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The effect of exercise and diet on gut microbial diversity
  1. W Marlicz1,
  2. I Loniewski2
  1. 1Department of Gastroenterology, Pomeranian Medical University, Szczecin, Poland
  2. 2I.P.C. International Pharmaceutical Consulting, Szczecin, Poland
  1. Correspondence to Dr W Marlicz, Department of Gastroenterology, Pomeranian Medical University, Unii Lubelskiej 1, Szczecin 71-252, Poland; marlicz{at}hotmail.com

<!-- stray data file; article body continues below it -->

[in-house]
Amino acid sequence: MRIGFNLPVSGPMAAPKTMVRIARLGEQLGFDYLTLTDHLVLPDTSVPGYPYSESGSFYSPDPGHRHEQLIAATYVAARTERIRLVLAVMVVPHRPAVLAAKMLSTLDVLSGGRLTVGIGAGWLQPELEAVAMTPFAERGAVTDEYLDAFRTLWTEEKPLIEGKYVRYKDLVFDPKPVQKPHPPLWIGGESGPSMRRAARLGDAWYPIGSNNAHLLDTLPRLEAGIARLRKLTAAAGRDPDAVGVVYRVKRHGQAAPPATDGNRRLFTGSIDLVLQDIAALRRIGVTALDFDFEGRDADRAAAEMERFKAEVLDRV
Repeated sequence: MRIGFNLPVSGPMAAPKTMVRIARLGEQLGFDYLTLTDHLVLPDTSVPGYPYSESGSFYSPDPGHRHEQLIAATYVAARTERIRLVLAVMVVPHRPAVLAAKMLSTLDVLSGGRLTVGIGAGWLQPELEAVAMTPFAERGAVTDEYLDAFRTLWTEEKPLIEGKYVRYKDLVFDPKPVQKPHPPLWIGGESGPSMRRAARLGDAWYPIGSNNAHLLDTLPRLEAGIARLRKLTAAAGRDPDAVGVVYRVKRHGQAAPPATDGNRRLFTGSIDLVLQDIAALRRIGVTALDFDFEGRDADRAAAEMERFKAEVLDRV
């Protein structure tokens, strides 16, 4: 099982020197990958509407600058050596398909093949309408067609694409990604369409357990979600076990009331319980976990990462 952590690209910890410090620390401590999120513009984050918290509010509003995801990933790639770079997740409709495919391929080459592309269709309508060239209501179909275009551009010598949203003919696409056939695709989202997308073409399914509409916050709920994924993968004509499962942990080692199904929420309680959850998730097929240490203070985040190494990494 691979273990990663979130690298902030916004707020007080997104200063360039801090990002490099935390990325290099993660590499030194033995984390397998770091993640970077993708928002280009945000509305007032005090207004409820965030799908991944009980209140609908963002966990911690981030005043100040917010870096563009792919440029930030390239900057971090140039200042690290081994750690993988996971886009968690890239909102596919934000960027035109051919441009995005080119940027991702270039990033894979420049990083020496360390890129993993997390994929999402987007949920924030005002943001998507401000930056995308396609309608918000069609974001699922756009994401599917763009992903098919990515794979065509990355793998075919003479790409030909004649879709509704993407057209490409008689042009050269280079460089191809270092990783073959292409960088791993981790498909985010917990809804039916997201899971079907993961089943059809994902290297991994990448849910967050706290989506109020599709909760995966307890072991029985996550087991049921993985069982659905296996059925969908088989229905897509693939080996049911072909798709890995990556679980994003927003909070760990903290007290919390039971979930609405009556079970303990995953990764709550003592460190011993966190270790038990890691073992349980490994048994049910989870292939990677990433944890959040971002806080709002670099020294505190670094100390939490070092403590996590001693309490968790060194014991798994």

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We have read with great interest the study by Clarke et al1 who in a very elegant and sophisticated manner documented the increase in gut microbial diversity in association with exercise and dietary extremes in professional rugby players. The observed microbial shifts were accompanied by lower inflammatory and healthier metabolic profiles among athletes. Significantly higher proportions of the genus Akkermansia muciniphila in athletes as well as in low Body Mass Index control group were found. As previously shown, the presence of these bacteria in the human GI tract has been associated with improved metabolic profiles, possibly due to enhanced barrier function. However, from the study of Clarke et al it is difficult to draw the conclusion and assess the impact of exercise per se from dietary influences in groups studied for their gut microbial diversity. As the alterations of the microbial diversity have already been linked to changes in dietary habits, …

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